It was a split-second act that changed Sonny Wells' life.
A remorseful Sonny Wells admits the leap was a "stupid" act
And now, the 20-year-old former soldier faces a bleak future after breaking his neck and becoming paralysed after leaping from a seaside pier into shallow water.
Mr Wells, from Waterlooville, Hants, spoke to the BBC to warn others not to follow him into a wheelchair through a practice known as "tombstoning".
Although remorseful, he says that saying "sorry" will not make up for the
anguish he has put his family through.
Speaking from his hospital bed, he admitted it was a "stupid" act but has vowed not to dwell on his actions.
"Looking back I feel stupid for doing it. But at the end of the day you cannot keep looking back," he said.
"What's done is done and you never are going to be able to go back to that day and take yourself out of the water and put yourself back on the pier."
"No Diving" signs line South Parade Pier in Southsea
The keen footballer could be in a wheelchair for the rest of his life after plunging about 9m (30ft) from South Parade Pier in Southsea into 1m (3ft) of water and hitting the bottom last month.
He had to be dragged from the water unconscious and was airlifted by helicopter to Southampton General Neurological Unit.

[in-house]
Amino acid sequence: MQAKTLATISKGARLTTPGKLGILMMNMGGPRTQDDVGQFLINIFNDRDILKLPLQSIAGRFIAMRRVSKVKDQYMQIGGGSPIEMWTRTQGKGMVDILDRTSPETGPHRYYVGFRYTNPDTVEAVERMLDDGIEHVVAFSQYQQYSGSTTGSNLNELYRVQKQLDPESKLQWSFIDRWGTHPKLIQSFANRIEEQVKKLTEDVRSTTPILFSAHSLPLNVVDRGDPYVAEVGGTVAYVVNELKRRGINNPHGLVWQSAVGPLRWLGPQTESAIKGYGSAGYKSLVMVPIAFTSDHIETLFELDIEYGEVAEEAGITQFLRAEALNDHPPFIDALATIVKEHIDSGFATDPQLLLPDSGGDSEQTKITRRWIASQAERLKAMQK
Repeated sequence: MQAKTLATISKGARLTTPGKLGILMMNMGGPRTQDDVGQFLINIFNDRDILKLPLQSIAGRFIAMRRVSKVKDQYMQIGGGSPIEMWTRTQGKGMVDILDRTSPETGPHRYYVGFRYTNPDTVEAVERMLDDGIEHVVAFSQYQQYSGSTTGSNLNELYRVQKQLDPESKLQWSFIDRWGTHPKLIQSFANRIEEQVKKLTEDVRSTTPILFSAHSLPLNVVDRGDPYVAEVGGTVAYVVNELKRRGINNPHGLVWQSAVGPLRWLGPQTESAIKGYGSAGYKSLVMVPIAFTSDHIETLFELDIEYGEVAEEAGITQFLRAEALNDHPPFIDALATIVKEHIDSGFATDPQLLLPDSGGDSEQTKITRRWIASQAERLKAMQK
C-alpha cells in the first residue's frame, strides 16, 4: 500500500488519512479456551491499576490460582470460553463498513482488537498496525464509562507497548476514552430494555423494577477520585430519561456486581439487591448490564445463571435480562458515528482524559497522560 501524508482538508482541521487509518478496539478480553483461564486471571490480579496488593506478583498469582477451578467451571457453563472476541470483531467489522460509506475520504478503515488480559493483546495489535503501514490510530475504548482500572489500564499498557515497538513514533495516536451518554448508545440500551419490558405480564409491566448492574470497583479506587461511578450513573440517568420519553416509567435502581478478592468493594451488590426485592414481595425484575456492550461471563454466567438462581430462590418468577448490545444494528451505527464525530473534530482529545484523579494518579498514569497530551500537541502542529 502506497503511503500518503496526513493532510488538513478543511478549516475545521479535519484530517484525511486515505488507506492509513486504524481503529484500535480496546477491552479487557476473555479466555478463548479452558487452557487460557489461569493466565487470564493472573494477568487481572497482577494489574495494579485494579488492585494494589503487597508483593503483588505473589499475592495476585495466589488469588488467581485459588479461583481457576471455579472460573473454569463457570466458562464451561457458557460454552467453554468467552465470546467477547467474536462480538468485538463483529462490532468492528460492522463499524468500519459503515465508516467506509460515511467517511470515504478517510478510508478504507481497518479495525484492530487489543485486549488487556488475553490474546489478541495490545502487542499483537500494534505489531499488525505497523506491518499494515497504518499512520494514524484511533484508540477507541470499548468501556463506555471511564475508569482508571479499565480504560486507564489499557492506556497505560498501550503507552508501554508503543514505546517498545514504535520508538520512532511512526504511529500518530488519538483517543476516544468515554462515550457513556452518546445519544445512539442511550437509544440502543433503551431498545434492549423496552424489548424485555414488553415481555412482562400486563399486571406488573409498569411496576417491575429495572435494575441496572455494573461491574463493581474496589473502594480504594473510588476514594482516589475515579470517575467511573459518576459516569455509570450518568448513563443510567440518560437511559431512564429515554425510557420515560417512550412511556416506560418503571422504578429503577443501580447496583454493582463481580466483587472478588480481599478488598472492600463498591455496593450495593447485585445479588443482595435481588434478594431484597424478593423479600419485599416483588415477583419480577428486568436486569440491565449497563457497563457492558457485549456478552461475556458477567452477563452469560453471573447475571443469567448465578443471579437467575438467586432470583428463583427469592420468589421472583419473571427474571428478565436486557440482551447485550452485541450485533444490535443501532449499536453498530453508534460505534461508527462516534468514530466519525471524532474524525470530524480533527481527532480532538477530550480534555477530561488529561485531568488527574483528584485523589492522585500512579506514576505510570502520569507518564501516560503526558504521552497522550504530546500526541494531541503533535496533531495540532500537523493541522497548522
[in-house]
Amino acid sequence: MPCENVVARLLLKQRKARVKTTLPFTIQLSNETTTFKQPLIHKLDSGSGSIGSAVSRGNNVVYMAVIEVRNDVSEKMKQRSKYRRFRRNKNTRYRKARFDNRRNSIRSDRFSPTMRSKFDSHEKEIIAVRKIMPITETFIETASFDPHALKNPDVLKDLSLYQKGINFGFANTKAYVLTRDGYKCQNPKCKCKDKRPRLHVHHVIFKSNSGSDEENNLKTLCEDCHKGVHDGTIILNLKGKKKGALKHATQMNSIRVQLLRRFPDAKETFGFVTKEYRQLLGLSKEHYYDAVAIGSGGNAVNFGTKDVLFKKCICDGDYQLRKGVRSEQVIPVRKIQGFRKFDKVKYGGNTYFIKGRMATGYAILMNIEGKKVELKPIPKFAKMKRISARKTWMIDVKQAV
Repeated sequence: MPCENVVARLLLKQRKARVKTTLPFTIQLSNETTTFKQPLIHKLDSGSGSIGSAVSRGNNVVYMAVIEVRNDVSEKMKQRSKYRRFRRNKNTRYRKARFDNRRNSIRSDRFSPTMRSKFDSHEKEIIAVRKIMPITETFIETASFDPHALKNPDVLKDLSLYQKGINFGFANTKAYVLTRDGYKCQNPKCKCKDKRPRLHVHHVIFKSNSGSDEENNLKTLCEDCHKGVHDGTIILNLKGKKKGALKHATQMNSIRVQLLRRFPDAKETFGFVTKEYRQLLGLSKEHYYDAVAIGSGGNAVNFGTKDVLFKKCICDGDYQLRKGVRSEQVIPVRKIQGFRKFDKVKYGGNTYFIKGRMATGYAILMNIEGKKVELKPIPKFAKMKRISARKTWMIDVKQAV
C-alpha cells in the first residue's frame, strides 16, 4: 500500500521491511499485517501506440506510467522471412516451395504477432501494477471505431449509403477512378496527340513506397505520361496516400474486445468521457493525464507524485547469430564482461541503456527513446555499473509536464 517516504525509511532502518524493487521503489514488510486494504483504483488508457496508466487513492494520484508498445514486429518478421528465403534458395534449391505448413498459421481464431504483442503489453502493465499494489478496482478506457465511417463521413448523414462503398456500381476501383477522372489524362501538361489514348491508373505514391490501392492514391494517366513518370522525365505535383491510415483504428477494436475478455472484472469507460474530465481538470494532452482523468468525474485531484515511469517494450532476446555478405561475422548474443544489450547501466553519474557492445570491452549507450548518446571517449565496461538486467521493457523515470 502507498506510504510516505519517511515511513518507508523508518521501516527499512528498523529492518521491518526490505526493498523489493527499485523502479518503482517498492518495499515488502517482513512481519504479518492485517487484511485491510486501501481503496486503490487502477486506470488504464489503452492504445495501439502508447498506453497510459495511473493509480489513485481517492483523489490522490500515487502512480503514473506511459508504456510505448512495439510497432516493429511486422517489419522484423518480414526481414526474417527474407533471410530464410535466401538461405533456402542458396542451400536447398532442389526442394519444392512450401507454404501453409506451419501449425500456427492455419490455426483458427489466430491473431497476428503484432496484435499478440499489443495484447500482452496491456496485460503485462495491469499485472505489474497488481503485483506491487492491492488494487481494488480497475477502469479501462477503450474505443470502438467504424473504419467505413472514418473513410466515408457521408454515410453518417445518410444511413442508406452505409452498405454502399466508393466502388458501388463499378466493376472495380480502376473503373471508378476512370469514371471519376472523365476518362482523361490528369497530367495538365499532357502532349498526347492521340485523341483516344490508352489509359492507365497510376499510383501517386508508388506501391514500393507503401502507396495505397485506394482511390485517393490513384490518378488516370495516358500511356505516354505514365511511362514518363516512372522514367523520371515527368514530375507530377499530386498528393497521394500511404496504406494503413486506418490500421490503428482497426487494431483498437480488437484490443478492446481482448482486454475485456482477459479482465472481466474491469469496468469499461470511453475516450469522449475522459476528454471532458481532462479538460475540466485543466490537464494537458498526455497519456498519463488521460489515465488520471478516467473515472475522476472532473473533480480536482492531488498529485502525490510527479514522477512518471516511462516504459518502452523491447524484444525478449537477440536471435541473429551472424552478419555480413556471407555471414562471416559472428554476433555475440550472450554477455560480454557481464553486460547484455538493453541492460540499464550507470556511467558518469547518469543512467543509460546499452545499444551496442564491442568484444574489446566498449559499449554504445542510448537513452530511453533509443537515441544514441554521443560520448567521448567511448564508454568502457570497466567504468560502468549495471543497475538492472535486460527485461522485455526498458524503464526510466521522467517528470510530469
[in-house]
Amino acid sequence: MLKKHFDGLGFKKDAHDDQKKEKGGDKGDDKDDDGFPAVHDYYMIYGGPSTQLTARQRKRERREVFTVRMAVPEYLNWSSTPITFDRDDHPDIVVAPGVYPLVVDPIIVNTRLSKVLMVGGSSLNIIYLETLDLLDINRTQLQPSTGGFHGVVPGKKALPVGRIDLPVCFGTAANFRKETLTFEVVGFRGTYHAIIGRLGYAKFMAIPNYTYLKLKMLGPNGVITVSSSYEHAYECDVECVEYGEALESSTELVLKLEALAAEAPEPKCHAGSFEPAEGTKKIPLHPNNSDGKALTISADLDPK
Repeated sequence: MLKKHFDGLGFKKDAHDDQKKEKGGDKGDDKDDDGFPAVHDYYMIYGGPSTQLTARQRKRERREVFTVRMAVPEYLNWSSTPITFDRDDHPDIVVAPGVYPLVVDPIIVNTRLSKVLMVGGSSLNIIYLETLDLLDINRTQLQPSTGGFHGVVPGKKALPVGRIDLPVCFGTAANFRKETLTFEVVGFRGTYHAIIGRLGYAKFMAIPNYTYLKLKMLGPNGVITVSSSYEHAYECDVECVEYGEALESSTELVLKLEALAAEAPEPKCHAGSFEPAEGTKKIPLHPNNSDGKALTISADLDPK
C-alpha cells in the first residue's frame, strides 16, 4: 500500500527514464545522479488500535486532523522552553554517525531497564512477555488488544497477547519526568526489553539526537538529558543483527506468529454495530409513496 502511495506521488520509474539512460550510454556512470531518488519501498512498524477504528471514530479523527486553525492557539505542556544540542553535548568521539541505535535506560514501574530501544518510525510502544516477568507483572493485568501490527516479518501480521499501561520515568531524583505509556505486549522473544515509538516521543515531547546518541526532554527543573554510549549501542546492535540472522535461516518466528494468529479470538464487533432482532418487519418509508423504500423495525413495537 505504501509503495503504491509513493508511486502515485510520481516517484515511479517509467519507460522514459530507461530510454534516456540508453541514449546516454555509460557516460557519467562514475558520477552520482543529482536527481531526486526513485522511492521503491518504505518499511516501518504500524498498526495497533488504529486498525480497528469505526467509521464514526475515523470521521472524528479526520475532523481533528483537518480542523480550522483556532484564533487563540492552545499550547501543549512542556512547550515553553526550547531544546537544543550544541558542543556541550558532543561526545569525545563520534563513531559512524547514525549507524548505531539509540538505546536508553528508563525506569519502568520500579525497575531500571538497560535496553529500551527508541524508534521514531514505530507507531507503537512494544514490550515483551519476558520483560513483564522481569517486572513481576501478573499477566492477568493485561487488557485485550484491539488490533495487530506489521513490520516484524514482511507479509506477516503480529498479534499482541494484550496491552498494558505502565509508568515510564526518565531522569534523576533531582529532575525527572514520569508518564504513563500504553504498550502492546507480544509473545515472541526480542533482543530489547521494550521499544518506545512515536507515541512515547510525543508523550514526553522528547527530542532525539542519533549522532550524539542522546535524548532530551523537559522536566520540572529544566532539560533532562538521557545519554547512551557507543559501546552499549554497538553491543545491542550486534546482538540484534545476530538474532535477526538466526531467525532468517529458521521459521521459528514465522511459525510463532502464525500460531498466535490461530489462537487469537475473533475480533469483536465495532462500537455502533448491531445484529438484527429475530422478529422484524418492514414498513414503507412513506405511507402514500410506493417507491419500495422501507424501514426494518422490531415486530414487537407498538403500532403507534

There, he has undergone an operation where bone was taken from his hip to stabilise his neck.
His father Robbie Wells said anyone caught tombstoning - leaping from a height into water - should realise it's a "selfish" act.
"If it was going to be any of the boys it was going to be Sonny, he's that type of guy," he said.
"He'd been out with a group of friends. They had a couple of drinks in the pub, it was a Sunday afternoon.
"He ran down the pier, took his shirt off and jumped straight off the side.
Robbie Wells surveys the spot on the pier from where his son leapt
"[He thought] the tide was in, but it was not."
"It's just selfish. It's the impact on people around you, not just the injuries, it's the years to come."
Mr Wells has use of his arms but is paralysed in the lower half of his body. He does not know whether he will ever recover use of all his limbs.
He added: "I cannot say 'sorry' for what I've done, well in a way I can but 'sorry' is just a word.
"For all the misery I've put everyone through, all my family have been brilliant and I just want to say to them to be strong."